Post Number: 1
|Posted on Thursday, January 26, 2006 - 8:40 am: |
What exactly are the tonal qualities of zebrawood? Is it a heavier sound, or more bright?
Im debating a zebrawood topped skylark and am wondering how zebrawood sounds in comparison to other woods.
Secondly, how much would a skylark body with further guts run?
Post Number: 836
|Posted on Thursday, January 26, 2006 - 4:27 pm: |
welcome to the club.
I'd say that Zebrawood has a very nice balanced tone. I consider it one of the better sounding woods, for either bass or guitar.
We have made several Skylarks in Zebrawood and they all sounded very good.
Upgrading a Skylark to Tribute/Further electronics is a 700$ upcharge.
Post Number: 2
|Posted on Friday, January 27, 2006 - 9:18 am: |
Well that was quick, thanks very much.
I've been very intreged (and i can't spell) about a zebrawood skylark with further/tribute electronics, it would just be too excellent for words.
Post Number: 3086
|Posted on Friday, January 27, 2006 - 9:52 am: |
Sounds like a nice project! Intriguing!
Post Number: 59
|Posted on Friday, January 27, 2006 - 10:02 am: |
I'm starting to feel really inadequate here. These differences in wood REALLY produce a detectable difference?
As some of you know, I've played mainly saxophone these many years. That means I've read mucho 'net traffic about tonal differences due to construction: plated brass warmer than bare brass, gold-plated sweeter than silver-plated, wide-bore better gutsier than narrow-bore, etc.---all vague claims that mix sensory metaphors. About the most far-fetched claim I've ever heard is that post-war Selmer saxes (French-made) sound better because they were made from recycled brass artillery shells, now no longer available, gathered from the battlefields. Maybe so, but personally I can't even detect any difference in tone between a brass Selmer and a plastic Grafton. (Of course, several hundred hours seated in a cockpit a few feet away from a Pratt and Whitney J57 probably hasn't enhanced my auditory sensibilities.)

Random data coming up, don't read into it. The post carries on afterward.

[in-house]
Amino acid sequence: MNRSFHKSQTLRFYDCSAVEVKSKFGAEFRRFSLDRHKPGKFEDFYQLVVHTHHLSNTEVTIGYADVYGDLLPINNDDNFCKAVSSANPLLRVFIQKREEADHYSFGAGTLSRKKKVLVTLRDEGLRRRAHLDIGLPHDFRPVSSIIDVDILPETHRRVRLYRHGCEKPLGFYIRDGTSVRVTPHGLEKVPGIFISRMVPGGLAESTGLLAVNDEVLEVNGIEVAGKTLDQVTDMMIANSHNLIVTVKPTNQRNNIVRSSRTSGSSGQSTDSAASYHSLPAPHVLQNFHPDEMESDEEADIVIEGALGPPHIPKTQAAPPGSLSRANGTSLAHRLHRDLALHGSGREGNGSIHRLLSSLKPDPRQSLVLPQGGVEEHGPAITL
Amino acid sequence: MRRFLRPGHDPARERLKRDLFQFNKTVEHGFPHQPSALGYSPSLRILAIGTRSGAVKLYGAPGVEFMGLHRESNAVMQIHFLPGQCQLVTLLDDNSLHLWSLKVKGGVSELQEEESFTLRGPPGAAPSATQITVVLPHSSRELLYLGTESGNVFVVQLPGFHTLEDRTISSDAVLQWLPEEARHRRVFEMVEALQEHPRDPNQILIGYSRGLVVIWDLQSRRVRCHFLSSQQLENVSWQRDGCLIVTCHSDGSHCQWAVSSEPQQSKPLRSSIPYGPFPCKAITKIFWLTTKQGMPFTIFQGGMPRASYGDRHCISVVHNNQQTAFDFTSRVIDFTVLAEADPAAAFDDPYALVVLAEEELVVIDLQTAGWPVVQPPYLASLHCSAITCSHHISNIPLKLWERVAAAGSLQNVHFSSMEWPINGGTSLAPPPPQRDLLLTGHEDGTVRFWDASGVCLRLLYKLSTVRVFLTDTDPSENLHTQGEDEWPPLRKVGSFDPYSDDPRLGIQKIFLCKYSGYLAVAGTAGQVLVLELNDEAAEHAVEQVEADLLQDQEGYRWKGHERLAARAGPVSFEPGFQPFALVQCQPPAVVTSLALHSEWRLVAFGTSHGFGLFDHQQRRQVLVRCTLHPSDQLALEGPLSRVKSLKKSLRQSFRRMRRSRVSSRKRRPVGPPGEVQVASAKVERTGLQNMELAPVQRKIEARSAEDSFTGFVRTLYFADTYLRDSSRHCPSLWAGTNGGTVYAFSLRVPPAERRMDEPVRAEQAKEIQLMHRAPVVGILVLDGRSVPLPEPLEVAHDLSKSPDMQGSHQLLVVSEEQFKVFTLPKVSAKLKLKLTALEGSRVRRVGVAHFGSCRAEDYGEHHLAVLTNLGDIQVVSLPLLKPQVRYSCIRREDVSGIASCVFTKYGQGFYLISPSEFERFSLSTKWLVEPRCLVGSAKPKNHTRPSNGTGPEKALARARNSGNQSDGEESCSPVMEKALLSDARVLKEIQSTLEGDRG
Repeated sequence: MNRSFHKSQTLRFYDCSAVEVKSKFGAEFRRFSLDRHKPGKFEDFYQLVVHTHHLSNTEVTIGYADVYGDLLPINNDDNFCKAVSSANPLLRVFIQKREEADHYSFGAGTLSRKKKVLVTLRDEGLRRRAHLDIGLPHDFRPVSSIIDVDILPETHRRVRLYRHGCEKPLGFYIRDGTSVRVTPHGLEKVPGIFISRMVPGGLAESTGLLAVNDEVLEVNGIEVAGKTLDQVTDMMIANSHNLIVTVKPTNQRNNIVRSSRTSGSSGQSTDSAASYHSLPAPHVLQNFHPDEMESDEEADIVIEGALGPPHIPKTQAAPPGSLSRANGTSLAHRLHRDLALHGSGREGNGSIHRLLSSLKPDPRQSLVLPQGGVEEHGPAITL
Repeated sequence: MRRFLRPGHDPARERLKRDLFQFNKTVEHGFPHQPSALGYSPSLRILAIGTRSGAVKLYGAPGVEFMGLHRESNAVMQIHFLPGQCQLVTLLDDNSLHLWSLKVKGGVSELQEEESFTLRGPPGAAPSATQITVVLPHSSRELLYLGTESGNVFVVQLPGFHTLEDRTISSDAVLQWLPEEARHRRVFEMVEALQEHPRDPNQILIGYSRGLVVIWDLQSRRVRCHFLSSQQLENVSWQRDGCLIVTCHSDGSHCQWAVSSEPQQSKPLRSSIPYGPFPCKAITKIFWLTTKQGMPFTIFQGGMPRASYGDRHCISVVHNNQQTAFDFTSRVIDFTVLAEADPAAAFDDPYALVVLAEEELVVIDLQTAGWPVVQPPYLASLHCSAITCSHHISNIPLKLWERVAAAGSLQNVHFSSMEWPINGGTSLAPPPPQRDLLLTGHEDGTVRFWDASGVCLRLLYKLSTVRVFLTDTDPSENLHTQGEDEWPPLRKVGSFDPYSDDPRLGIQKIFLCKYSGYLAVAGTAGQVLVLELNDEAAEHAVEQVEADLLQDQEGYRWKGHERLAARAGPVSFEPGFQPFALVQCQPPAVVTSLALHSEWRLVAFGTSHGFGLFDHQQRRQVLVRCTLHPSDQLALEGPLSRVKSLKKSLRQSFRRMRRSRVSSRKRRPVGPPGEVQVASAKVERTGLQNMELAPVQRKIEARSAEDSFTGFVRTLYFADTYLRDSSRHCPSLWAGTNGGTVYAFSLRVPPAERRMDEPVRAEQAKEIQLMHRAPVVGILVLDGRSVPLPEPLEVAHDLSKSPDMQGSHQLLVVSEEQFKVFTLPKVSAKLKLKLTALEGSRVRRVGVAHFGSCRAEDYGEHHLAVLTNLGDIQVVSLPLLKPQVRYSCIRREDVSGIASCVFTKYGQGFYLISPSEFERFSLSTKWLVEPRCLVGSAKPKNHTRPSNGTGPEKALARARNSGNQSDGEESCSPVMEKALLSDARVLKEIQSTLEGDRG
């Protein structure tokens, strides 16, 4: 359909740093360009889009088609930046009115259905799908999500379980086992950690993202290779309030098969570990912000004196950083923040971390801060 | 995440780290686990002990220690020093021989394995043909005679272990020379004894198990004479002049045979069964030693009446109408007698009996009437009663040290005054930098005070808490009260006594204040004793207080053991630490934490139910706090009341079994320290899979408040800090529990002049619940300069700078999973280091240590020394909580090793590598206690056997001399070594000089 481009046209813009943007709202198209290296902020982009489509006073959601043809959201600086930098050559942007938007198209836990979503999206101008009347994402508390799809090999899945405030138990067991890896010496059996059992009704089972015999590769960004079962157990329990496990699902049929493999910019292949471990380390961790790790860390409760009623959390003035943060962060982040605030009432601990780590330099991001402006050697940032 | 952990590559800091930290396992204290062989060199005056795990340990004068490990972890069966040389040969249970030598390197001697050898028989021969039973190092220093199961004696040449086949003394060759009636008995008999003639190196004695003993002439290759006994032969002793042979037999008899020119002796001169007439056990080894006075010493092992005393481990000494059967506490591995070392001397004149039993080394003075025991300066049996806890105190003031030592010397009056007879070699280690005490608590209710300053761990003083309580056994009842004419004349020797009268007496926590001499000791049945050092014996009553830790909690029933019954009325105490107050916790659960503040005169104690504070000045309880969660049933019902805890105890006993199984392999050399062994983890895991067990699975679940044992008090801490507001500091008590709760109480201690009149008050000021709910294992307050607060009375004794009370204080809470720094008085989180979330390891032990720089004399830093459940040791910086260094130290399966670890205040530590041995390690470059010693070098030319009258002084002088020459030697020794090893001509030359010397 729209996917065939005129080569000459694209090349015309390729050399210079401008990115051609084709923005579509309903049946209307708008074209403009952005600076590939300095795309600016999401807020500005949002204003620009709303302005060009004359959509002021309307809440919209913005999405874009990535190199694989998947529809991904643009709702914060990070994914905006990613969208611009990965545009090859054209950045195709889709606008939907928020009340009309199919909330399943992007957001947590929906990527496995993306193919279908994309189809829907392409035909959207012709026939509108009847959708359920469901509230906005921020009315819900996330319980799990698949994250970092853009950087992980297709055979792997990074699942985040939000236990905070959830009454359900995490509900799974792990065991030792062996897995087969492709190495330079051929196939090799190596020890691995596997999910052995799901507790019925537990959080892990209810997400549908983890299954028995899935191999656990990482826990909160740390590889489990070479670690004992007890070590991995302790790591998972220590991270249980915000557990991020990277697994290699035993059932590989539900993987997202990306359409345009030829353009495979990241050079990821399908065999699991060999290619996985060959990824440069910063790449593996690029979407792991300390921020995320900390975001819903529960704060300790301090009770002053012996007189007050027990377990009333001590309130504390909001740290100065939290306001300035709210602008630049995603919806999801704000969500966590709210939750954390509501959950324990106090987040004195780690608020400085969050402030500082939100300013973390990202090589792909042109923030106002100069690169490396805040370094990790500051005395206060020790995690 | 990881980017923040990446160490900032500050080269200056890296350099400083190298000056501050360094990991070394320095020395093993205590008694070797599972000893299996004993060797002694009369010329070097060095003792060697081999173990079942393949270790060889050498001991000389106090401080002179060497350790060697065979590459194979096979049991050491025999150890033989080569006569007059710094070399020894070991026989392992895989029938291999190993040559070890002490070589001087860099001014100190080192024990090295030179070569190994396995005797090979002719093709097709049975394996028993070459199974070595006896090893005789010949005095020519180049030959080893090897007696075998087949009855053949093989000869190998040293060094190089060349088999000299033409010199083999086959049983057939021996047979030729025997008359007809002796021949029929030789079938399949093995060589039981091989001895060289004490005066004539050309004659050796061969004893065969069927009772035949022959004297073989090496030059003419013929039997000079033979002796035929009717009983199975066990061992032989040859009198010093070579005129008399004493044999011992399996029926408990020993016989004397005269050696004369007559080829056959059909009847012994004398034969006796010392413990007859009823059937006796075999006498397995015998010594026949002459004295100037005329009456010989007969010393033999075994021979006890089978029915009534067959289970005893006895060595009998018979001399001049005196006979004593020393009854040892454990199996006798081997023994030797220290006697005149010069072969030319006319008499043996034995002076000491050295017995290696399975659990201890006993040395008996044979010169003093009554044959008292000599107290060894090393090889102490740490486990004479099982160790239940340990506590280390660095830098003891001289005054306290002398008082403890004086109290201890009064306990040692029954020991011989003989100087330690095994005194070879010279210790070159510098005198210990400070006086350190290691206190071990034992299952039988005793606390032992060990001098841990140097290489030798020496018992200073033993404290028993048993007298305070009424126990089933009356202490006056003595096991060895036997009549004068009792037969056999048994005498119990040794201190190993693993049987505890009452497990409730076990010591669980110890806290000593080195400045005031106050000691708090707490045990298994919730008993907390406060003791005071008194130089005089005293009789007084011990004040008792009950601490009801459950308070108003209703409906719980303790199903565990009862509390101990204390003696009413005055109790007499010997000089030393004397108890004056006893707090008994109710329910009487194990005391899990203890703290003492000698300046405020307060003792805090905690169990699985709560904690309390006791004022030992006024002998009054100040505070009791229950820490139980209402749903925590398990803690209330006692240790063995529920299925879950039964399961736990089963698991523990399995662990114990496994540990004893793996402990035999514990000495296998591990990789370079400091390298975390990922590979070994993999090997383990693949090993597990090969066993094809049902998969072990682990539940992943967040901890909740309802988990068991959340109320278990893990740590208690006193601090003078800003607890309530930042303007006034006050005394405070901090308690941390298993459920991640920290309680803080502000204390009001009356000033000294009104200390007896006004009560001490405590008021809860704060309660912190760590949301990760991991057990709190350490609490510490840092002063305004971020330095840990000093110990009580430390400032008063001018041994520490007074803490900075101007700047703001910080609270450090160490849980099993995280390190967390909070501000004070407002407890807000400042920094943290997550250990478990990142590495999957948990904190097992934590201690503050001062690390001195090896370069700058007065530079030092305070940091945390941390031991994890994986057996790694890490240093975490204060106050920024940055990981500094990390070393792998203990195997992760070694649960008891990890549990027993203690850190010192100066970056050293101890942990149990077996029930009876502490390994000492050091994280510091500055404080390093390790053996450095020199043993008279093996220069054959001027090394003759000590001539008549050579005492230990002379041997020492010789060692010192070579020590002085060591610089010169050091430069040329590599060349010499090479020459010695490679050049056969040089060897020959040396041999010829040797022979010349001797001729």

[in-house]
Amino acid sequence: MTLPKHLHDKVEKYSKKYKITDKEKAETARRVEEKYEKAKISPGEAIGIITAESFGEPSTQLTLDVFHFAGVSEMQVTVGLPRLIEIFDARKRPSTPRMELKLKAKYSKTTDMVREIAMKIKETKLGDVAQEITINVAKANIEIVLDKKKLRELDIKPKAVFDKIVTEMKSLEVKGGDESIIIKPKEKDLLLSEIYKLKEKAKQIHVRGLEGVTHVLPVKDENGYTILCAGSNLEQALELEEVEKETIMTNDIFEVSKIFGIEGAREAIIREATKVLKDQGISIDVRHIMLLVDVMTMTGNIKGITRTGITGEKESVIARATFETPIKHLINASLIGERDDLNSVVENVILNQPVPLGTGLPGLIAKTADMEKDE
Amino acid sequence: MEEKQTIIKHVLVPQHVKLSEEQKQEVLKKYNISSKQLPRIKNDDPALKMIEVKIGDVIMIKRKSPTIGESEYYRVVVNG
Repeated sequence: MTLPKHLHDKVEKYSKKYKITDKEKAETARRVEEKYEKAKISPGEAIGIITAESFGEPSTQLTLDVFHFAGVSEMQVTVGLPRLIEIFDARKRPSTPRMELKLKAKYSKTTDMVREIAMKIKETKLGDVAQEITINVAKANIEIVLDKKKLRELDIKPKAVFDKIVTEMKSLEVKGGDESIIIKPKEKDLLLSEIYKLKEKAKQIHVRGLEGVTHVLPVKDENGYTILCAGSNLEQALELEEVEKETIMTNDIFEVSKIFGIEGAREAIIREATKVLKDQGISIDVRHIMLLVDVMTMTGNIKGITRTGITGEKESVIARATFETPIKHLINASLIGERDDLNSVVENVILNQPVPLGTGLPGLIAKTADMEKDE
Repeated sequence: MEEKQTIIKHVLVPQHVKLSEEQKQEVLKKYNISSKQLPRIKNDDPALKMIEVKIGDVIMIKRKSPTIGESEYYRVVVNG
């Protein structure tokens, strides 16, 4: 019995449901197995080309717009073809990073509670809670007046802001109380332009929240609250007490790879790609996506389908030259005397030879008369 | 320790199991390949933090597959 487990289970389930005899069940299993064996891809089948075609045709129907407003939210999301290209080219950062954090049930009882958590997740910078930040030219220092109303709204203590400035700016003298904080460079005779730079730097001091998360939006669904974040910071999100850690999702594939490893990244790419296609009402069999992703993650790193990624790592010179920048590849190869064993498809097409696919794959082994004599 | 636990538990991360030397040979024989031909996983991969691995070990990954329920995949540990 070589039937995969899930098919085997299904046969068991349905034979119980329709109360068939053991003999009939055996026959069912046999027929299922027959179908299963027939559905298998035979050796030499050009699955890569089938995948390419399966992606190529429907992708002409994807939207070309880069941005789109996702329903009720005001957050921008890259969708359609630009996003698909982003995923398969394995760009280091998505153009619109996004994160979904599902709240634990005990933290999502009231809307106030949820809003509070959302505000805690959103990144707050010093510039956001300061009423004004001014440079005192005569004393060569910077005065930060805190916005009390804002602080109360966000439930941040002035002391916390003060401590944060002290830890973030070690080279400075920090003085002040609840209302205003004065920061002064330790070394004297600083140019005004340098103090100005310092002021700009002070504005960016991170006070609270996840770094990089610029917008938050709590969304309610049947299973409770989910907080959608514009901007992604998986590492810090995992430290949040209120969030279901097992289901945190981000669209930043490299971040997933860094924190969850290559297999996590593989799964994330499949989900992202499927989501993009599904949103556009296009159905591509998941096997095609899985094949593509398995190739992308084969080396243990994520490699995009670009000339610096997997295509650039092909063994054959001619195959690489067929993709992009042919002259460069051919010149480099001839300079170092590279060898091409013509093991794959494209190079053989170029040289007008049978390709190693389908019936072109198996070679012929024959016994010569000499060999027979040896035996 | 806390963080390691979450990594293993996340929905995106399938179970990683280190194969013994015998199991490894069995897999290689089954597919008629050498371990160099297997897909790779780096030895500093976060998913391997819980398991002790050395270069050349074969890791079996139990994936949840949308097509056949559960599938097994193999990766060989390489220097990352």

Now I can't assert that wood makes NO difference in instrument tone, but I'll go out on a limb and bet (with no evidence whatsoever) that it doesn't make all that much. Not compared to string construction/gauge, filter/pup setting, cord capacitance, speaker size, room acoustics, etc. And I put my money where my mouth is. I spec'ed out wood choices on a custom bass, now a-building, solely on how I thought it would look. As for tone subtleties, I'll twiddle knobs. And after the result passes through massive amps and multiple speakers, who's gonna know :-)?
Post Number: 915
|Posted on Friday, January 27, 2006 - 10:32 am: |
I think the woods used in the neck on a neck through do have a perceivable effect on sound. Hard woods like ebony & purpleheart do add sustain, for example. I also agree that all the variables George mentions have effect on the ultimate tone. Still, IMHO all of these things add up to maybe 20% of the equation. The other 80% of the variables upon which tone relies are fingers, brain, heart and soul. Just my $.02.
Post Number: 3089
|Posted on Friday, January 27, 2006 - 11:27 am: |
George; a fellow club member dropped by a club where my band was playing. I was switching back and forth between two basses. At the break the club member remarked how very different the two basses sounded, to which I agreed.
The similarities: same rig, both were Alembic Series I basses, both had standard point bodies with Mahogany cores, both had Maple and Purpleheart necks. Both had TI Jazz Rounds, both sets of strings had high mileage.
The differences: one bass is a 34" scale, the other is 32". One set of TI's is 34" scale, the other is 32". One bass is tuned to E, the other is tuned to E flat. One bass has a Maple top and back, the other has what I think is Walnut.